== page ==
Roundup: S. Korea lowers policy rate amid worry about trade row with Japan

Source: Xinhua| 2019-07-18 11:26:36|Editor: Shi Yinglun
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SEOUL, July 18 (Xinhua) -- South Korea's central bank unexpectedly lowered its policy rate on Thursday amid growing worry about trade row with Japan.

Bank of Korea (BOK) Governor Lee Ju-yeol and six other monetary policy board members cut its benchmark seven-day repurchase rate by 25 basis points to 1.50 percent.

It was not in line with market expectations. According to a Korea Financial Investment Association (KFIA) survey of 200 fixed-income experts, 70 percent predicted a rate on hold.

It marked the first rate cut in around three years since June 2016 when the BOK lowered its target rate by a quarter percentage point to an all-time low of 1.25 percent.

As the South Korean economy recovered, the BOK raised the benchmark rate by 25 basis points to 1.50 percent in November 2017, before hiking the rate further to 1.75 percent in November last year.

The central bank reversed its tightening monetary policy direction this month amid the rising concern about trade friction with Japan.

Japan slapped stricter regulation early this month on its export to South Korea of materials vital to produce memory chips and display panels that influence the manufacturing of smartphones, TVs and other tech products.

Japan's export curbs were forecast to add uncertainties to the already-struggling export of South Korea.

Export, which accounts for about half of the export-driven economy, kept sliding for the seventh consecutive month through June.

The export was already hit by the downturn in business cycle of the global semiconductor industry and the global trade dispute.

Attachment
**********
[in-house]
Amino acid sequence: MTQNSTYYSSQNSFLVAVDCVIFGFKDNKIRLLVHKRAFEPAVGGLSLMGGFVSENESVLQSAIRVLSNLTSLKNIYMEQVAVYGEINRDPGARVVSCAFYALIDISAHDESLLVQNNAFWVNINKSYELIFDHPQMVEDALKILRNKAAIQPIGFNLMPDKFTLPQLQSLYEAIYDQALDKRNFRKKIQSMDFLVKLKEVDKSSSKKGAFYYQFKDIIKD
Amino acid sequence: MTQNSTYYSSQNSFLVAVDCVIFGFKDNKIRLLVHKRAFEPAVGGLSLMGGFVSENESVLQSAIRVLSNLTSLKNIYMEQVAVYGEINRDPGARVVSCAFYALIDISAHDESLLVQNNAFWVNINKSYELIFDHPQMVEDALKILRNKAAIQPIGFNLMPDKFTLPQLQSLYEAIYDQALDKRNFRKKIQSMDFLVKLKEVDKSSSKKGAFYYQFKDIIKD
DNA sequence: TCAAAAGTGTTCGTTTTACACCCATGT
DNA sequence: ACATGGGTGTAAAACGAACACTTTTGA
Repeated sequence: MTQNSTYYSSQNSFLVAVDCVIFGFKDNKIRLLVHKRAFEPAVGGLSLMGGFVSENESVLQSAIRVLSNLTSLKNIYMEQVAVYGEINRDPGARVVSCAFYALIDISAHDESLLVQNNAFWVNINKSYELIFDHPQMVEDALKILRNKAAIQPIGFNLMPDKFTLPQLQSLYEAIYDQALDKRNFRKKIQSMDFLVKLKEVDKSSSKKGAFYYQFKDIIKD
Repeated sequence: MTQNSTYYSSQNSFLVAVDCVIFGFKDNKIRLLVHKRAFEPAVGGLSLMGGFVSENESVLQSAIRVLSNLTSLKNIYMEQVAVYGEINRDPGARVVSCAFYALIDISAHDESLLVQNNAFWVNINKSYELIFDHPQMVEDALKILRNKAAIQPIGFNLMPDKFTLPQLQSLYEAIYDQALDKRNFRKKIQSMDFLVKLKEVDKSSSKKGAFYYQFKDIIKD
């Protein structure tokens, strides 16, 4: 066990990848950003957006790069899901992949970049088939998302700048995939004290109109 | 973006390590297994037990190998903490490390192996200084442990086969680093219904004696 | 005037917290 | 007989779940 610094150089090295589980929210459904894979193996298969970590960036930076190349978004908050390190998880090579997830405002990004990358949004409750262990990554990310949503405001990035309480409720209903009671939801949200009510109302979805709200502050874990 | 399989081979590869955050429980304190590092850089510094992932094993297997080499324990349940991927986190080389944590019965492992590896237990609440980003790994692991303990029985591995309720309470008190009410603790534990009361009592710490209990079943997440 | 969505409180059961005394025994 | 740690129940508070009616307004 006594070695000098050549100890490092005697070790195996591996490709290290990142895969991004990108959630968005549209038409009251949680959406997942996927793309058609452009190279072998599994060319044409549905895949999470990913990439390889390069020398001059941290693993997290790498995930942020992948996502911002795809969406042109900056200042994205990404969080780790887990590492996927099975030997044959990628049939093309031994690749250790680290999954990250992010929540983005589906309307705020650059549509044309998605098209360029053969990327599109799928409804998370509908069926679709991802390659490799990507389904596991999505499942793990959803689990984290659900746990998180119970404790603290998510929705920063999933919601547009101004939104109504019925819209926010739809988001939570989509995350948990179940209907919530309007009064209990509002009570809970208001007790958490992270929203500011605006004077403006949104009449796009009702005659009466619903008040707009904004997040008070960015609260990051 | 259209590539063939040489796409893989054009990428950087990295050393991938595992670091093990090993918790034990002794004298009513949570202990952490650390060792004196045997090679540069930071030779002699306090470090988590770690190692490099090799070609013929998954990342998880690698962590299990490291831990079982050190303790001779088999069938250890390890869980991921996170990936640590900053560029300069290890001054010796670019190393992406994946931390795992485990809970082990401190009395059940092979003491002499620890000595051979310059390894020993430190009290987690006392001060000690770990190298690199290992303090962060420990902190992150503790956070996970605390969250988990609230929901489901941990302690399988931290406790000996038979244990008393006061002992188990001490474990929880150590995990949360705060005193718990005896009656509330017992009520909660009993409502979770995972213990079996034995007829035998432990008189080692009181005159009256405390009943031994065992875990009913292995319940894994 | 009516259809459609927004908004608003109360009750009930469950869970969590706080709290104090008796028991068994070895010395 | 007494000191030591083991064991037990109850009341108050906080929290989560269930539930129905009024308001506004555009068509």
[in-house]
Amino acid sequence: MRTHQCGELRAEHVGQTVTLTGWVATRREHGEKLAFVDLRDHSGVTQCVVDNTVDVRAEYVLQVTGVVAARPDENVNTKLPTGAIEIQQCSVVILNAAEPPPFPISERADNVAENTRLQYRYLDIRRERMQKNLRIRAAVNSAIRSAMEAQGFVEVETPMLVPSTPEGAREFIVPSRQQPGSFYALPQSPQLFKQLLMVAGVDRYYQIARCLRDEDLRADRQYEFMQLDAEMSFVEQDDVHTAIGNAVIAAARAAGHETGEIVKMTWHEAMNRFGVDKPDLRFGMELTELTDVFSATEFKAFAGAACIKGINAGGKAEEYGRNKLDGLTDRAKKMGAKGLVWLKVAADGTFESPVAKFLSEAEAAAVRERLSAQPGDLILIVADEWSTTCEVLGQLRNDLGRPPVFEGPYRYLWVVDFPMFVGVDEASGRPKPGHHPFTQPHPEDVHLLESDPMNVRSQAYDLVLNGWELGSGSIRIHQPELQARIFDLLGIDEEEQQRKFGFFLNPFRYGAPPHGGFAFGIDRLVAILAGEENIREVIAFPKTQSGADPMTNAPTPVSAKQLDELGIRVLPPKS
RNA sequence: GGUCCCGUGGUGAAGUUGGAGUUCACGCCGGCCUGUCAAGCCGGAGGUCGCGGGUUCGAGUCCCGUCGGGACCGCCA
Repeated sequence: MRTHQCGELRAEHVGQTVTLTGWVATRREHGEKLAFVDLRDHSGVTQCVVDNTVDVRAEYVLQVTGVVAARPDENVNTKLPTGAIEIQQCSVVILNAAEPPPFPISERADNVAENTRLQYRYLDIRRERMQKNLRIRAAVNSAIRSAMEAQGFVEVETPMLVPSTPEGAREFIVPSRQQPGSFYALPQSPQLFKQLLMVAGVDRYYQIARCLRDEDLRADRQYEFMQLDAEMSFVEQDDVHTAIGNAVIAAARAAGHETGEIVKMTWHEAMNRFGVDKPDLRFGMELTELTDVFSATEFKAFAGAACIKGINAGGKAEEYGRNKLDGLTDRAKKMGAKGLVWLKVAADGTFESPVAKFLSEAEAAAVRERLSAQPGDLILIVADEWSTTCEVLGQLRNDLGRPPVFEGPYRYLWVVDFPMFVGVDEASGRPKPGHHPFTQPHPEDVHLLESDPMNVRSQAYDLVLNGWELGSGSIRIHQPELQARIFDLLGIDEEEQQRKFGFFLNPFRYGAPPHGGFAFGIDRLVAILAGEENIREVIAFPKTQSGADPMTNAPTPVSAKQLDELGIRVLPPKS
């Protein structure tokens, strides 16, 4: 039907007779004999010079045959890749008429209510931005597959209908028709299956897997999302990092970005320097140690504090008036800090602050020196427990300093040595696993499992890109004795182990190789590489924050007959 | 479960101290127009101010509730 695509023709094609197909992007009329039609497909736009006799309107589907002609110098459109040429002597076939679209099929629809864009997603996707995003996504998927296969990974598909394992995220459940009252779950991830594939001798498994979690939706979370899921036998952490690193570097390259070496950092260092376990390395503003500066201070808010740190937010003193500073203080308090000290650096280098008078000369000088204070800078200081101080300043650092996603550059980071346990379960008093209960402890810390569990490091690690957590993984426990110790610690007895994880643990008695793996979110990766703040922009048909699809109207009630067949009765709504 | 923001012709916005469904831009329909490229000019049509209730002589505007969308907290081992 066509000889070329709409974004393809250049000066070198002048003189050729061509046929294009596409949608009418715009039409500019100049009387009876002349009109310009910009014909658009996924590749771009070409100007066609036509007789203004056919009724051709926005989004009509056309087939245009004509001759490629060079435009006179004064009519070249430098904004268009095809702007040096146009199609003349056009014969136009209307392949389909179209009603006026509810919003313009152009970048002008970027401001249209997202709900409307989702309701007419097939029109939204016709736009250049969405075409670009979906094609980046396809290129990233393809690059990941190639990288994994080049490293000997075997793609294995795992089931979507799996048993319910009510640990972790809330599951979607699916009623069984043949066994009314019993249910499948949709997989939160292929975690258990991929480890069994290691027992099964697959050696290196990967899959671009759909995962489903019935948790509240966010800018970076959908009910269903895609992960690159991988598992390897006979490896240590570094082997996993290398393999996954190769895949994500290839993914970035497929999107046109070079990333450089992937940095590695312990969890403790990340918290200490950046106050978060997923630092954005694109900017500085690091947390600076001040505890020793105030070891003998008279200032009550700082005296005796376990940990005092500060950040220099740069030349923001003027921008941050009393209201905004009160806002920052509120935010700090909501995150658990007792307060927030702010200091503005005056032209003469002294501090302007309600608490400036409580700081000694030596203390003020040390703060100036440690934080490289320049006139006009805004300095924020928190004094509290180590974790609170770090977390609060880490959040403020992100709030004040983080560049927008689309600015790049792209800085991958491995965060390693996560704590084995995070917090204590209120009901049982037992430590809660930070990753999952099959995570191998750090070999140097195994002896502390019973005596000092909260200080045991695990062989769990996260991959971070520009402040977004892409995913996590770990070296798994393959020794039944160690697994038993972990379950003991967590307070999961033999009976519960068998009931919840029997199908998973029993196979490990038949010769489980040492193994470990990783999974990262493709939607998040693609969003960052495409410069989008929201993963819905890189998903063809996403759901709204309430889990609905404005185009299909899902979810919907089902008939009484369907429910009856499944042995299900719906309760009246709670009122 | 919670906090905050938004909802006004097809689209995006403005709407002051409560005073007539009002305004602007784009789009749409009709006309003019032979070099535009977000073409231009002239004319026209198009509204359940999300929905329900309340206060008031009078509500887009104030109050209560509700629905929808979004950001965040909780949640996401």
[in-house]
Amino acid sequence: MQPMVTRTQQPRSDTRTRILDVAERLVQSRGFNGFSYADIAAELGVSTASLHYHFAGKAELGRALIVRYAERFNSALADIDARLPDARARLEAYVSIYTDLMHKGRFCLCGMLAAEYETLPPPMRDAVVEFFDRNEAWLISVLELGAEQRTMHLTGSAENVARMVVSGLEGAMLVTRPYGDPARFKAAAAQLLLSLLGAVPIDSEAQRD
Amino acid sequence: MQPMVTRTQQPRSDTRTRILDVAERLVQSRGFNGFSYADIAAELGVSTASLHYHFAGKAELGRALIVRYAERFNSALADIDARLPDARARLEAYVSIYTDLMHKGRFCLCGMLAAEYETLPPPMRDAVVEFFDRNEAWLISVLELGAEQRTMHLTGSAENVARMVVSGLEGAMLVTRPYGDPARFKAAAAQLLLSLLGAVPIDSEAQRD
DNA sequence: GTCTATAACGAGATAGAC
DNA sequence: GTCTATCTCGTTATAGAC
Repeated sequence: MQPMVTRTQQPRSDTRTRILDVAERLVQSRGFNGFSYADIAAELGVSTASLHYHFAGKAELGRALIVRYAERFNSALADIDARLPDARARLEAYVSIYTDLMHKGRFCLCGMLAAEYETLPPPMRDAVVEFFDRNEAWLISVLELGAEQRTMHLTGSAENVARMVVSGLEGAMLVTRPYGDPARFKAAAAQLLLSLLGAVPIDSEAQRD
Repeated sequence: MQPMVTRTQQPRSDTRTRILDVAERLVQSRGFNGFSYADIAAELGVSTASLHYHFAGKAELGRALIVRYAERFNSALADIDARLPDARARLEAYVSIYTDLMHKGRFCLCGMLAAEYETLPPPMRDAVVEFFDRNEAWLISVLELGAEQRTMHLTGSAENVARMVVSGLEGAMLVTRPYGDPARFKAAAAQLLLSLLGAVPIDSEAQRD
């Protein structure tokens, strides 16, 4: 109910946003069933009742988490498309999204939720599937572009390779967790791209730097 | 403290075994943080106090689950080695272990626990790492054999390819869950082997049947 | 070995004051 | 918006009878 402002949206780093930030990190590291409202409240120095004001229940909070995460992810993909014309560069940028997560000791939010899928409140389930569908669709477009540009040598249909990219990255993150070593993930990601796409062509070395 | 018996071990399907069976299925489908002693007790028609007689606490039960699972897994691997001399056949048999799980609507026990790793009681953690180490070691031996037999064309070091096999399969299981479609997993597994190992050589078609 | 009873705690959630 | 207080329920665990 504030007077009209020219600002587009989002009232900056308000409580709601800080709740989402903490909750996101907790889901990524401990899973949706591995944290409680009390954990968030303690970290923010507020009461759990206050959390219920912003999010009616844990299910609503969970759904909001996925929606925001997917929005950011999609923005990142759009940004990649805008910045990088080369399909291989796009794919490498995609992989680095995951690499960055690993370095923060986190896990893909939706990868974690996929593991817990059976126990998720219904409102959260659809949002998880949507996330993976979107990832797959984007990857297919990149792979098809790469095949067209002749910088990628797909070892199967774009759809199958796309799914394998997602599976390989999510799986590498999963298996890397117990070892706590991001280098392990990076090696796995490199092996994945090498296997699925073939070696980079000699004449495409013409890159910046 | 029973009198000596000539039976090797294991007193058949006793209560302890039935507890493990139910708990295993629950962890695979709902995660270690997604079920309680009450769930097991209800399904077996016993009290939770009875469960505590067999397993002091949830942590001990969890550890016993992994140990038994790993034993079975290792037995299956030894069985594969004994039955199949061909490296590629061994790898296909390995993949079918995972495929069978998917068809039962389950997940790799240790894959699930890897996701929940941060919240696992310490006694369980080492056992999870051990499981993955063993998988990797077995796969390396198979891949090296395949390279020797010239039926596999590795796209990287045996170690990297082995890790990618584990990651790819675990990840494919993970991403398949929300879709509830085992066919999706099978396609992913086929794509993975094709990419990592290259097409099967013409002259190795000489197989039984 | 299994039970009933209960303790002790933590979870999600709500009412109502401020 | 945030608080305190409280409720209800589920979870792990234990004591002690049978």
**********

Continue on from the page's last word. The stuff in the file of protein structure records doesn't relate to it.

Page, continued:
The BOK indicated a rate cut in May as one of the seven policy board members claimed a 25-basis point rate cut.

Governor Lee said last month that the rate-setting decision would be made according to the changes in economic situations, opening the door for rate cut.

Expectations ran high for the U.S. Federal Reserve to lower its benchmark rate late this month, reducing burden for the BOK's more accommodative monetary policy.

Outlook for the South Korean economy dimmed further. Earlier this month, South Korea's finance ministry revised down this year's growth forecast for the economy by 0.2 percentage points to a range of 2.4-2.5 percent, citing the external uncertainties.

The country's real gross domestic product (GDP), adjusted for inflation, contracted 0.4 percent in the January-March quarter from the previous quarter.

Goldman Sachs forecast that if South Korea's chip production declines 10 percent owing to Japan's export restriction, the country's GDP could fall 0.4 percent along with the reduction of 10 billion U.S. dollars in current account surplus.

Economic indicators showed a gloomy picture. Industrial production shrank 0.5 percent in May from a month earlier, after growing for the past two months. Facility investment also turned downward in May in three months.

The finance ministry said in a monthly economic assessment report, called Greenbook, that the economy maintained slump both in export and investment.